Acute Inflammatory Illness in Children Temporally Linked to COVID-19 aka Multi Inflammatory Syndrome in Children (MIS-C)Jenny Abercrombie
GOAL: Awareness of the Syndrome, early identification of its signs that can be recognized by parents/caregivers, EMS systems, and other first responders, with transport to an appropriate hospital for further evaluation & care.
Background: Two labels for one scary syndrome. The first one is from the WHO and the second one is from the CDC for the U.S. The “temporally linked” to COVID is important since no one is sure yet that COVID-19 and this syndrome are cause and effect, but the vast majority of the cases reported have children either testing positive for SARS-CoV-2 or having antibodies to it (showing previous infection). Typically, the COVID infection occurred without any symptoms or with mild symptoms which did not seem to indicate COVID. Other times, the child was found during contact tracing as one who had been exposed to another, had a family member that had been sick with COVID, or lived in a particular area with a spike in COVID cases that matches up to the timeline. In general, this Inflammatory Syndrome can occur anywhere from two to six weeks after the COVID-19 infection, with four being the most common. First identified in late March in the UK, other countries began finding it, in small numbers in other countries in Europe, then found in New York City in early May, with Canada putting out a Health Advisory on May 12 and the CDC following on May 14. Reportedly, about a thousand cases have been found worldwide. No one is sure if this is a brand-new syndrome sharing signs & symptoms with some old ones, or if it is the body responding to the COVID-19 infection with either complete or incomplete Kawasaki Disease (KD) and/or Toxic Shock Syndrome (TSS).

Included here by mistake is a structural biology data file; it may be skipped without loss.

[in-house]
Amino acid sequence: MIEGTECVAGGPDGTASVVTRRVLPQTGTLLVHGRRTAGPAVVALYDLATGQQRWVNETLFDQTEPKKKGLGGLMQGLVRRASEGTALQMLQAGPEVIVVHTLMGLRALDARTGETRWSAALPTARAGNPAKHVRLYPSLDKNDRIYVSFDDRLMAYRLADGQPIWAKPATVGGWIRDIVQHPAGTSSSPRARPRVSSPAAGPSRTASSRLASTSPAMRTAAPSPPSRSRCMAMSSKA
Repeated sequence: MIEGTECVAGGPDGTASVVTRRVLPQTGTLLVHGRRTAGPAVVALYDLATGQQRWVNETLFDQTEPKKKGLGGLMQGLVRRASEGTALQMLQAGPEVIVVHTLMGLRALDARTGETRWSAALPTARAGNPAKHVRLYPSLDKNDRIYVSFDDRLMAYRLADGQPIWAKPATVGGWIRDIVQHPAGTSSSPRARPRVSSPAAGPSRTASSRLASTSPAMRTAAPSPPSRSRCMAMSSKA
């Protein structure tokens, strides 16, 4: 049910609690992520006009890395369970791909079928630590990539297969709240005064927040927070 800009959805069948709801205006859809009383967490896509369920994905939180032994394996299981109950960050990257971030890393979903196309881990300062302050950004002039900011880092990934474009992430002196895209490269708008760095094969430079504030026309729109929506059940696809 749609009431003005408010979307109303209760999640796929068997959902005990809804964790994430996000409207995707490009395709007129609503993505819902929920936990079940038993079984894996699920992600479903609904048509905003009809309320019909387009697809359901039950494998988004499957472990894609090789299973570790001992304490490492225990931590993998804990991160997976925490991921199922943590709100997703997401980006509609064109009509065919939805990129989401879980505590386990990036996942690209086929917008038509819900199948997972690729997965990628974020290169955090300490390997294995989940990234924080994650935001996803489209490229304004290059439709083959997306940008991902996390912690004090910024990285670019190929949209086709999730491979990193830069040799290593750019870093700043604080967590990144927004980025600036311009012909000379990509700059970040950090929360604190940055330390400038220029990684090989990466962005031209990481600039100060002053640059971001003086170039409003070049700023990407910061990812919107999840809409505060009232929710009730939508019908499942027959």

MIS-C puts the patient at risk for serious and life-threatening medical complications, depending on what system(s) are affected. No one is still quite sure of the cause or pathways of it, but believe that the Syndrome is an inflammatory process which is part of an uncontrolled immune response or, in some cases, may be a septic event. There can be damage done to the many of systems of the body including cardiac, hematologic, neurological, gastrointestinal, renal, and skin.
Either way, time matters. If these children are found and treated effectively in the first couple of days, they do really well and leave the hospital quickly. If treatment is delayed, the syndrome takes better hold and causes more persistent damage requiring more supportive treatment and even death.
Until more is known about this Syndrome, the most important thing is early recognition by the parents or caregivers (believe them that something is wrong or has changed). Be aware and looking for it just as you are/were for COVID-19. Spread the word to your friends, family, religious leaders, to anyone who can get the word out. It may save a life.
Although there are mostly minor differences in the Case Definitions of the virus, the one most relevant to EMS is that the WHO uses ages 0-19 and the CDC uses < 21. Canada hasn’t finalized their Case Definition yet but promises that it will be out soon. The complete case definition is harder for EMS to utilize, and is appropriate for hospital settings where more in depth testing is possible.
For our purposes, the signs and symptoms were blended and mostly taken from the CDC list provided for parents to recognize the Syndrome, while the WHO’s case definition symptoms, that can be assessed in the pre-hospital environment, are included.